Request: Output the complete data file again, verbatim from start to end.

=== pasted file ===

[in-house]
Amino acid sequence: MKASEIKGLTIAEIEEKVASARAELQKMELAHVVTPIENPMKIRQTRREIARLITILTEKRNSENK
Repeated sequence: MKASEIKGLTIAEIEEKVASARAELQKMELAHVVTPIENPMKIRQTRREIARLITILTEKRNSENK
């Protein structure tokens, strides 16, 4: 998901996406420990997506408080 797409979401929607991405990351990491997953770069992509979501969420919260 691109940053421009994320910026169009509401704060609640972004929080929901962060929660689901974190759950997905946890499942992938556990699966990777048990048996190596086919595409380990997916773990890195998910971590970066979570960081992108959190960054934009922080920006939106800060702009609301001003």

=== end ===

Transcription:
[in-house]
Amino acid sequence: MKASEIKGLTIAEIEEKVASARAELQKMELAHVVTPIENPMKIRQTRREIARLITILTEKRNSENK
Repeated sequence: MKASEIKGLTIAEIEEKVASARAELQKMELAHVVTPIENPMKIRQTRREIARLITILTEKRNSENK
């Protein structure tokens, strides 16, 4: 998901996406420990997506408080 797409979401929607991405990351990491997953770069992509979501969420919260 691109940053421009994320910026169009509401704060609640972004929080929901962060929660689901974190759950997905946890499942992938556990699966990777048990048996190596086919595409380990997916773990890195998910971590970066979570960081992108959190960054934009922080920006939106800060702009609301001003």